The American public had barely stopped talking about Richard Nixon’s infamous Watergate tapes and his decision to authorize domestic snooping when then-President Gerald R. Ford authorized the FBI to carry out warrantless electronic surveillance inside the United States.
A classified memo from the president, dated December 19, 1974, authorized the attorney general “to approve, without prior judicial warrants, specific electronic surveillance within the United States which may be requested by the Director of the Federal Bureau of Investigation.”
The two-page memo (PDF), signed by Ford, states that “I have been advised by you and the Department of State that such surveillance is consistent with the Constitution, Laws and Treaties of the United States.”
The “you” referred to was then-Attorney General William B. Saxbe, a former Republican senator from Ohio who served for two years as Ford’s attorney general. Saxbe now has the distinction of being the oldest living Republican senator. The memo suggests that Saxbe had told Ford that warrantless wiretapping of US residents is constitutional.
“Ford was completely motivated by defending against the Cold War threat of the Soviet Union,” John Laprise, the Northwestern University communications professor who first obtained the memo, told Politics Daily’s Andrew Becker. “This could be Bush after 9/11 or Obama after becoming president, but it’s President Ford 35 years ago, coping with Cold War struggles. It’s really a stunning document that raises all sorts of questions.”
Ford’s memo laid out a number of conditions under which the power to wiretap without a warrant should be used. One condition is that the surveillance must relate to “protecting the nation against actual or potential attack”; that the target of the surveillance is “assisting a foreign power or foreign-based political group”; and that it is done “with the minimum amount of physical intrusion necessary to obtain the information sought.”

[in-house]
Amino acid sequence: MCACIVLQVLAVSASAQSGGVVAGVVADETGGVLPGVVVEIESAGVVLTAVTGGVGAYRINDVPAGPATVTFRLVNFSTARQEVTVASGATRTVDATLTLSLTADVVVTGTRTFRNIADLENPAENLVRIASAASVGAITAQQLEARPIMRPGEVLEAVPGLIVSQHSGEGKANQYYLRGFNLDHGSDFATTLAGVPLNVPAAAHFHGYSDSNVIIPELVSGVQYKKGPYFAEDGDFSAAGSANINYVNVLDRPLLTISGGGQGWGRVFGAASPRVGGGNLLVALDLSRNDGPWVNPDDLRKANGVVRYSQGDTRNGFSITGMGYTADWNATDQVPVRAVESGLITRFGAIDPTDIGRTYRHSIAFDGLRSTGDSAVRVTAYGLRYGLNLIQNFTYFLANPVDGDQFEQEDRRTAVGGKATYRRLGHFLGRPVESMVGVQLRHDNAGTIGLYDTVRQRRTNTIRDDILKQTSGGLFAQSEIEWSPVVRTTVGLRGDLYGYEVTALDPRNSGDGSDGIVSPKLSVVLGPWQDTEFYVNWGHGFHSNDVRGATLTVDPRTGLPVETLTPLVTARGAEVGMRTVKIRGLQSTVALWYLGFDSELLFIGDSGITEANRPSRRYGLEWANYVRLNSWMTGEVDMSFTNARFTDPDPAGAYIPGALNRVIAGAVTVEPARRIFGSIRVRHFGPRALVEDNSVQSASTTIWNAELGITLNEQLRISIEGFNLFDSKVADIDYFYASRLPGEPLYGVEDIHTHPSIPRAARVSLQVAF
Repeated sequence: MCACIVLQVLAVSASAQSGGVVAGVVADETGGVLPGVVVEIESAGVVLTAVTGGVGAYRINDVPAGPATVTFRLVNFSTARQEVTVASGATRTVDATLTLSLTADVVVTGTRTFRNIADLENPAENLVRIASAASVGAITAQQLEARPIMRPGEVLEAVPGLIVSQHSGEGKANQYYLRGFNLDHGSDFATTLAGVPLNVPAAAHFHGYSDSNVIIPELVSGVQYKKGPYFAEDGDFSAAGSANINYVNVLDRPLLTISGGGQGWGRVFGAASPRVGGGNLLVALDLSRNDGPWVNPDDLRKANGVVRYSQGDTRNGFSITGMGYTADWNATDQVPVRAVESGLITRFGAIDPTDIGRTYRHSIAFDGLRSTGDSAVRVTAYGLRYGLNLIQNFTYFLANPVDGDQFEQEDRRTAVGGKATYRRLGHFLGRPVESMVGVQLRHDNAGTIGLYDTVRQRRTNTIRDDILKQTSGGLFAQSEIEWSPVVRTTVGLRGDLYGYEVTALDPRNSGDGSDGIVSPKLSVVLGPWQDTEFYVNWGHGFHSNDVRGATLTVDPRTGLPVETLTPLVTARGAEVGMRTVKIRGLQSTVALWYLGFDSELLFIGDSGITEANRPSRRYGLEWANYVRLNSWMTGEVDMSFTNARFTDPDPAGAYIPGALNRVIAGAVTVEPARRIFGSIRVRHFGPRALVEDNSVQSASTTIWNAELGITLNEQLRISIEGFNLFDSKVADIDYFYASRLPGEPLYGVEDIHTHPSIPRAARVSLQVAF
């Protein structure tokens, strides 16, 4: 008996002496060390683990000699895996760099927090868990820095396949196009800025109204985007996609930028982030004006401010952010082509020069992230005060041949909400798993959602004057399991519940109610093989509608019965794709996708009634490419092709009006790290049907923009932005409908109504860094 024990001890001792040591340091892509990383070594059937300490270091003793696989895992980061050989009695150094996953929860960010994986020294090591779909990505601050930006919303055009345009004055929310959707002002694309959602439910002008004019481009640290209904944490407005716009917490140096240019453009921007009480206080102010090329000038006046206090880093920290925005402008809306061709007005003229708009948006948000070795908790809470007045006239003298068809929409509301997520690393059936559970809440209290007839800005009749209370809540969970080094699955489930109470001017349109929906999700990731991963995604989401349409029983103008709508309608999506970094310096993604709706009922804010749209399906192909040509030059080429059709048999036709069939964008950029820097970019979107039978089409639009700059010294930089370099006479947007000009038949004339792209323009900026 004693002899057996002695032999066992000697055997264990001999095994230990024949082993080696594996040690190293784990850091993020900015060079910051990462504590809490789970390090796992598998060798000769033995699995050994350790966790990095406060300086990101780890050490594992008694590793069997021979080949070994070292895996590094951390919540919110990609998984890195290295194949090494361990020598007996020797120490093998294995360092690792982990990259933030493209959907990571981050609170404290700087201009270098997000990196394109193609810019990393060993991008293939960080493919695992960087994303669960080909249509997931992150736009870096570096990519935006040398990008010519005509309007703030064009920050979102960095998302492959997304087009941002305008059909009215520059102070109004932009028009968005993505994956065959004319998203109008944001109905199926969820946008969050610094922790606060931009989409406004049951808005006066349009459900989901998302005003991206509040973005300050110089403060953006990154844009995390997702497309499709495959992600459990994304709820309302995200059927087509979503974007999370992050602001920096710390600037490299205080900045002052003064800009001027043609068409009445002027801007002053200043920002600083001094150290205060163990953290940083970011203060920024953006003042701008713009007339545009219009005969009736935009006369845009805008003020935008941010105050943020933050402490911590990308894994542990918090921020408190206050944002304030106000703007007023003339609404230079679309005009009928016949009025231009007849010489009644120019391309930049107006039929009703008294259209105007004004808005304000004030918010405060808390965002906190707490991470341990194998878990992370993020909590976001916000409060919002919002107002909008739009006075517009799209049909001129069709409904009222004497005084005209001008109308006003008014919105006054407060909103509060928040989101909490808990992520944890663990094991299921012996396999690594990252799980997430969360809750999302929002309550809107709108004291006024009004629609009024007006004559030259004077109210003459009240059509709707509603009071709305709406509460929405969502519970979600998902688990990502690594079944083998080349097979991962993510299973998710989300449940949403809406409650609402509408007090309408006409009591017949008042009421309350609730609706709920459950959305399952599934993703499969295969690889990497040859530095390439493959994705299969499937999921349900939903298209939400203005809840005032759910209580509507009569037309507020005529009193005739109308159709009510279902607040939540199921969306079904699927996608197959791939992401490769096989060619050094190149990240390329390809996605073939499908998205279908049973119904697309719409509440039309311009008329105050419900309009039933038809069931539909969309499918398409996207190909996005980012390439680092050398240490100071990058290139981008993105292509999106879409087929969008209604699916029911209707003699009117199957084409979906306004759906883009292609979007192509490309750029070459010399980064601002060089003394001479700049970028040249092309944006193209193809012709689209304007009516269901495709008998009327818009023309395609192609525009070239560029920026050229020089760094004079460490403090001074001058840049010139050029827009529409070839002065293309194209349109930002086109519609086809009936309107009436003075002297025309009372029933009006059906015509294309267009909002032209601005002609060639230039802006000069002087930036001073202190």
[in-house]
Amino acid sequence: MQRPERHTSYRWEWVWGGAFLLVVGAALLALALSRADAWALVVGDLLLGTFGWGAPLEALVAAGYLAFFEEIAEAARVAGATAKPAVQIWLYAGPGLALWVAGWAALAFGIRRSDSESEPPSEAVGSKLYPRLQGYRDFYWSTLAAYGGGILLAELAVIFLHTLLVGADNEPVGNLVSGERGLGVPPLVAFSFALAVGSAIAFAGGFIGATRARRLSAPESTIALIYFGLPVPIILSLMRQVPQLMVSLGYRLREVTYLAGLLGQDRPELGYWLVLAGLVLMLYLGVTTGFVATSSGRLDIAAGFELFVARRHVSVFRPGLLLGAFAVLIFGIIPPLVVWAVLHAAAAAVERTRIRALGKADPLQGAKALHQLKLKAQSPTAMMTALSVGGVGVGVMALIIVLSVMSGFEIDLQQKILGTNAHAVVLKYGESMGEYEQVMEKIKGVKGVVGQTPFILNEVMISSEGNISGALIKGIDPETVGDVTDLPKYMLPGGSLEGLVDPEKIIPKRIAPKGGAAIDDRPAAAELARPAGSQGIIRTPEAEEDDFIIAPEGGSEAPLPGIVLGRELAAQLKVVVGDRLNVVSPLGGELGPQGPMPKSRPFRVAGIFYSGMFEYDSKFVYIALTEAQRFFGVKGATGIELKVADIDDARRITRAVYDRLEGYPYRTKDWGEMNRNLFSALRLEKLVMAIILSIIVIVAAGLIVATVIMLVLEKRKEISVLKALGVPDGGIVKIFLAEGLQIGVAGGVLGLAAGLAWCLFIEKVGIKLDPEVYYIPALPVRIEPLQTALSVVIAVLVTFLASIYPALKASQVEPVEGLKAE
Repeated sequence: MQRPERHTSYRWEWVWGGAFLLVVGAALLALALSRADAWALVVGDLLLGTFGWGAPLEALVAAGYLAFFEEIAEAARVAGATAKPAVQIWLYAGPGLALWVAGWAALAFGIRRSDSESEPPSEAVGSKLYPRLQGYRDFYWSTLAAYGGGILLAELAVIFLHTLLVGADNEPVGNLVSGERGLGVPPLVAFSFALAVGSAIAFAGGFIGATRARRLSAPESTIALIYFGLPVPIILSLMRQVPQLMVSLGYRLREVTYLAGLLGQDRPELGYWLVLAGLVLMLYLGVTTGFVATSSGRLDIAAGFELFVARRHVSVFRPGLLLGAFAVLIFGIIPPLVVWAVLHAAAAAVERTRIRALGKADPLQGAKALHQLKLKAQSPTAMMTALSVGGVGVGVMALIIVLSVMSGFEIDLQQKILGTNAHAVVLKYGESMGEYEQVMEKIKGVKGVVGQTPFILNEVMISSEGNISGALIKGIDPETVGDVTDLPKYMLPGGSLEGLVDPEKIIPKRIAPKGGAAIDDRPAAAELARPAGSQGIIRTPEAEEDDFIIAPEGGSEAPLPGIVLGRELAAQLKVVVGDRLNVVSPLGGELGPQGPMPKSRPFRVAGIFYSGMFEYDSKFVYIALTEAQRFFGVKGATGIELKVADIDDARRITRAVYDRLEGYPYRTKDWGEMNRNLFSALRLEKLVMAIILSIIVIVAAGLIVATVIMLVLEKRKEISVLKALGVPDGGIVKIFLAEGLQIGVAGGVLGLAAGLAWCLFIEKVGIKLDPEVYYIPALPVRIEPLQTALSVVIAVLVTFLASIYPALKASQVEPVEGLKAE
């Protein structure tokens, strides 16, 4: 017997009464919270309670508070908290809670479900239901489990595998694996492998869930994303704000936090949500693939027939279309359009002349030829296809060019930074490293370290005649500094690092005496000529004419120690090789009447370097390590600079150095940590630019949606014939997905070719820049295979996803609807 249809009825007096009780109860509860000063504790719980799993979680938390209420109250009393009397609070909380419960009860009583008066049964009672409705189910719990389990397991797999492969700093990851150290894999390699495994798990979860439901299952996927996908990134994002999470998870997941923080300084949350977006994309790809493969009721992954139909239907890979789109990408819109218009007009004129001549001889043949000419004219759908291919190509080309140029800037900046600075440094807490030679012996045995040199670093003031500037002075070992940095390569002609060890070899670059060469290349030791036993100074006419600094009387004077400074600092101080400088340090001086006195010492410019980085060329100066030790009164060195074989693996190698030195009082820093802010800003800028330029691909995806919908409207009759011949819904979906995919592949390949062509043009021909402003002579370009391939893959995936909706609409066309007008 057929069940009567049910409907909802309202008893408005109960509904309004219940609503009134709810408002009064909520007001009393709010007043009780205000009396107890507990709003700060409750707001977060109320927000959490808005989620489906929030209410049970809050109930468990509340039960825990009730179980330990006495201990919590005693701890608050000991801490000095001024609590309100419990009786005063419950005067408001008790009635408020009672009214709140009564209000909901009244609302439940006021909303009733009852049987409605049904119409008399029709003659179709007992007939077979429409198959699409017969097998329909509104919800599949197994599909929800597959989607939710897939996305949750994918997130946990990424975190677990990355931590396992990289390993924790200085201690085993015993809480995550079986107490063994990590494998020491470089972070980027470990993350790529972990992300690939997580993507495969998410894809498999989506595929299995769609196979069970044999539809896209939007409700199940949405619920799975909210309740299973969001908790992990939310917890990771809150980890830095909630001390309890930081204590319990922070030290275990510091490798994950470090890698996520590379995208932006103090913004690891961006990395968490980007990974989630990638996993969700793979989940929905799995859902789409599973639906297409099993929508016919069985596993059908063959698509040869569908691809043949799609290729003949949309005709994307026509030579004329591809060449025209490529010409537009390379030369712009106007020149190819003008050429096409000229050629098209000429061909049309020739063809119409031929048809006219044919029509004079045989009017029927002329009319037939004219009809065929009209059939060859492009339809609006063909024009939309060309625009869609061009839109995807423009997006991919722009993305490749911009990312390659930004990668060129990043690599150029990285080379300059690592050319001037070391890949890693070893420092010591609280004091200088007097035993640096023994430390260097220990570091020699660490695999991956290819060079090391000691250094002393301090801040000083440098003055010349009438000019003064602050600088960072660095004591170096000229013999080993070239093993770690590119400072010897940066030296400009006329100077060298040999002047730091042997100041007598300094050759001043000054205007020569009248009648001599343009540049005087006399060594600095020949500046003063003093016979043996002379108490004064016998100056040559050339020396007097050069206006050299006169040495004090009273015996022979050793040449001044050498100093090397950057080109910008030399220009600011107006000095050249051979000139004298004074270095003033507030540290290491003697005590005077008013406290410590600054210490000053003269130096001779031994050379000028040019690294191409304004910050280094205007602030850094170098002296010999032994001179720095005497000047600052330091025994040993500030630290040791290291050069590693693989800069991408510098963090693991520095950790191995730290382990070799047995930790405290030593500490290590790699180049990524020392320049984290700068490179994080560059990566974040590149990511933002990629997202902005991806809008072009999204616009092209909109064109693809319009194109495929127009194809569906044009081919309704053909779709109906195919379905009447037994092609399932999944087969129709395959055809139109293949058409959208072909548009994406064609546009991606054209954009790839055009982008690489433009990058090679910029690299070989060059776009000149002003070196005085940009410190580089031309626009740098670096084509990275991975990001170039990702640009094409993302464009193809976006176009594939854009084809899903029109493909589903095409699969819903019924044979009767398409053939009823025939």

Steven Aftergood, head of the Federation of American Scientists’ Project on Government Secrecy, told Politics Daily that the memo’s order to “reaffirm and renew” the warrantless surveillance suggests that earlier presidents had authorized something similar.
“It memorializes the practice of unchecked domestic surveillance,” he said. “Clearly there are gaps in the record, and there are new revelations to be discovered, even about events from 40 years ago.”
As Kim Zetter notes at Wired.com, Ford’s memo came just a month before the establishment of the Church Committee, a Senate panel set up to investigate claims of illegal surveillance by the FBI and the CIA. Surprisingly, Becker reports that “despite authorizing wiretaps for national security reasons, Ford believed strongly in privacy rights.”
Previously declassified 1976 White House documents from his administration show that the then-president favored a proposed law to govern electronic surveillance, according to the National Security Archives at George Washington University, which first obtained those records. Ford supported the legislation despite objections from then-Secretary of Defense Donald Rumsfeld and then-CIA director George H.W. Bush.
Notably, a young Dick Cheney, then Ford’s White House chief of staff, stringently opposed the Church Committee and the Foreign Intelligence Surveillance Act, the body of laws restricting the government’s surveillance capabilities that followed in the wake of the Church Committee.
Some writers have suggested that Cheney’s failure to stop FISA as chief of staff may have motivated his desire to re-establish warrantless wiretapping when he became vice president.